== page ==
I do know that my love for Eric began when I first conceived of the idea to adopt. He was that twinkle in my eye. I can't imagine being a parent in any other way. He and I were meant to journey together. It is perfect that a strong woman got a strong child. It is perfect that he wants his independence so much that he is willing to fight me for it. It is perfect that I am learning the most painful lessons of parenting early -- from the moment of birth your child is separating from you and your job as a parent is to facilitate that. Here we are on that path for what seems likes years but also feels like a blink of an eye.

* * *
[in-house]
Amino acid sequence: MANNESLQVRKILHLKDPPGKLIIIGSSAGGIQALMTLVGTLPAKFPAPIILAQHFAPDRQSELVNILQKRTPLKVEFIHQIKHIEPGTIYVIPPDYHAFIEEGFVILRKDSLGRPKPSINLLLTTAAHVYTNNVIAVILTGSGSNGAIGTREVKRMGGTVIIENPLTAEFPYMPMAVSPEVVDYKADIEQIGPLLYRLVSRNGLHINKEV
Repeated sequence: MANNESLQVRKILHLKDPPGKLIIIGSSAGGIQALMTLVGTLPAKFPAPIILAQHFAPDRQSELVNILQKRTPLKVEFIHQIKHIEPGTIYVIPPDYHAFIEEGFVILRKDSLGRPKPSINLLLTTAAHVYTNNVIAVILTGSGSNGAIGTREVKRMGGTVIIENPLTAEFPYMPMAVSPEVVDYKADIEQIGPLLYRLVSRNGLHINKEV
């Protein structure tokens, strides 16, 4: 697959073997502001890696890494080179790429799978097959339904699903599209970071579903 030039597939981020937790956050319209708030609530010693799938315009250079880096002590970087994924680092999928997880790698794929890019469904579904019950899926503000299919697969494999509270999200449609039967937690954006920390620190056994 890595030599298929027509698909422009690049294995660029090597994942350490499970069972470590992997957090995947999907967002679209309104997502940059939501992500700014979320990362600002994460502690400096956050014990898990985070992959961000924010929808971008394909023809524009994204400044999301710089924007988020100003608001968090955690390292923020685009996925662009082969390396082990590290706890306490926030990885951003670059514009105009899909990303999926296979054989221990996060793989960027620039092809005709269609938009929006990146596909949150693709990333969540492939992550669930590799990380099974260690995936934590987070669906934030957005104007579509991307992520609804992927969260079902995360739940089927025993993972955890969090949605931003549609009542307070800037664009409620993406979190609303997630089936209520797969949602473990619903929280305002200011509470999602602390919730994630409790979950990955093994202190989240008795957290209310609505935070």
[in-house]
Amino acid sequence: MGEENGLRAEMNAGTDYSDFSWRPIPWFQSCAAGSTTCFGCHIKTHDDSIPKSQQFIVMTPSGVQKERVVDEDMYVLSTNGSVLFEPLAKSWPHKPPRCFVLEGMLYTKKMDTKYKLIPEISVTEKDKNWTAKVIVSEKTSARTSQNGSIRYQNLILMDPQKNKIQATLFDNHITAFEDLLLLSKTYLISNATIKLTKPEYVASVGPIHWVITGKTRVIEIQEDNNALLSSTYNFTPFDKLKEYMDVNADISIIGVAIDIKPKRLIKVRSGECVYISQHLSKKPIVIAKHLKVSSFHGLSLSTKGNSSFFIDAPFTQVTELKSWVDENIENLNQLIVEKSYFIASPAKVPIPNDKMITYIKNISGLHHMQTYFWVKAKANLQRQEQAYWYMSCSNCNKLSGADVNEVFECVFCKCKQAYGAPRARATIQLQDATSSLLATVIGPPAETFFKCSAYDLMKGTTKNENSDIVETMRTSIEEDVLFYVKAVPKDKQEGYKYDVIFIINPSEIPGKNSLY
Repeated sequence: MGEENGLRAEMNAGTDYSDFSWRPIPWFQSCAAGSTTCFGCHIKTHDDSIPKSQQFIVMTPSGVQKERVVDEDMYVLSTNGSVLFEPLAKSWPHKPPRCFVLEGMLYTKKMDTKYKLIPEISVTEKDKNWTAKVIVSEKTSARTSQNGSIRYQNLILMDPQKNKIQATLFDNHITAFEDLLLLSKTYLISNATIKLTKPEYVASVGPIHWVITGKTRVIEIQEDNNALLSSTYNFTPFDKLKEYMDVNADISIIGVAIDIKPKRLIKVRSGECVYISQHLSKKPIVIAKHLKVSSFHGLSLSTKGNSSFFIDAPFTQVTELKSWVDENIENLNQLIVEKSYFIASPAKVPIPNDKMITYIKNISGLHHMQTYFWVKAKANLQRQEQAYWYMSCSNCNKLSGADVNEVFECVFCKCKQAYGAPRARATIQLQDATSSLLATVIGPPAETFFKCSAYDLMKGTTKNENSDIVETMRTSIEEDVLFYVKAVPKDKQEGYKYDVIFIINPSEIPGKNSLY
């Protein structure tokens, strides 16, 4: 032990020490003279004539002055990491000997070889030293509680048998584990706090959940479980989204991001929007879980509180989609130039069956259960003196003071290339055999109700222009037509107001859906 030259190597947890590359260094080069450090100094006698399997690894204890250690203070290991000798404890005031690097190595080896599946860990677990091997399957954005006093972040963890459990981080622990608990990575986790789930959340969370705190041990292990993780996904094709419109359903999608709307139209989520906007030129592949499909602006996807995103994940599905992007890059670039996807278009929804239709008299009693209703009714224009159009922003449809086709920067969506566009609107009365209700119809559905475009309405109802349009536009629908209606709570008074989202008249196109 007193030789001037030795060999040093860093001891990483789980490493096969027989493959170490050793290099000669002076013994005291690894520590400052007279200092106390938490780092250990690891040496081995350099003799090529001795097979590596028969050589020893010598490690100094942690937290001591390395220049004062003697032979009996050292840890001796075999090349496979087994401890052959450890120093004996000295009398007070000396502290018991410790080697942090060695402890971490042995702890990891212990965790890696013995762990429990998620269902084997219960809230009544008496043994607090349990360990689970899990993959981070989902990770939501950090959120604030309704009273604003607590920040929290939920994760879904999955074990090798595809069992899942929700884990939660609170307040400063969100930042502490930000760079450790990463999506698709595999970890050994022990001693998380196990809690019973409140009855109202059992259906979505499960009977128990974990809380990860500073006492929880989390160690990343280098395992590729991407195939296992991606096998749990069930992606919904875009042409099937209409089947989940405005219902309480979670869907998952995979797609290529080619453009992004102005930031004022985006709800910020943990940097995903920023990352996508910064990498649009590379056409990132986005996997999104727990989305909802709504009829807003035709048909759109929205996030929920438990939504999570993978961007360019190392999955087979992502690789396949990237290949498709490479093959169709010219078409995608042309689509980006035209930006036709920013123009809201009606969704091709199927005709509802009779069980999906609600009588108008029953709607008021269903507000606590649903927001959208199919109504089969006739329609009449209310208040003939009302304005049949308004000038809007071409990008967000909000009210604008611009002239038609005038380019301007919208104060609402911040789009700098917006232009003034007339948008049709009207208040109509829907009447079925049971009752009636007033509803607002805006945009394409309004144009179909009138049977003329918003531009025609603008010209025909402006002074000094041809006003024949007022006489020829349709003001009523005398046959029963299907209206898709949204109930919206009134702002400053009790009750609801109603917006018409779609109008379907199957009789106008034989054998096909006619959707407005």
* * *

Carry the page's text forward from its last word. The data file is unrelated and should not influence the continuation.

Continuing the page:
Our process leading up to Eric's referral was long and painful. I ached for almost 16 months waiting for him. It is true that you get the child who should be with you but in the moment I wanted to scream because my hurting was so bad. Our time in Vietnam was tough- Eric was sick, our paperwork incomplete,and any means of support not really there. As I reflect on that sweaty afternoon of July 16, Eric slept soundly. He was clothed in his orphanage outfit. The official was really official - checking each document thoroughly, stamping seals, never cracking a smile. Eric drank drowsely from a bottle. I had a nervous stomache because I thought something might go wrong. I felt like I had already been on a long journey. Somehow I thought I would feel some sense of completion from that moment. In reality it was such a brief moment that still makes me well up with tears of joy. The journey had only just begun. The fear that I had about maybe losing Eric is small in comparison to the fear that I have that someday I might not be able to keep him warm, safe, and dry.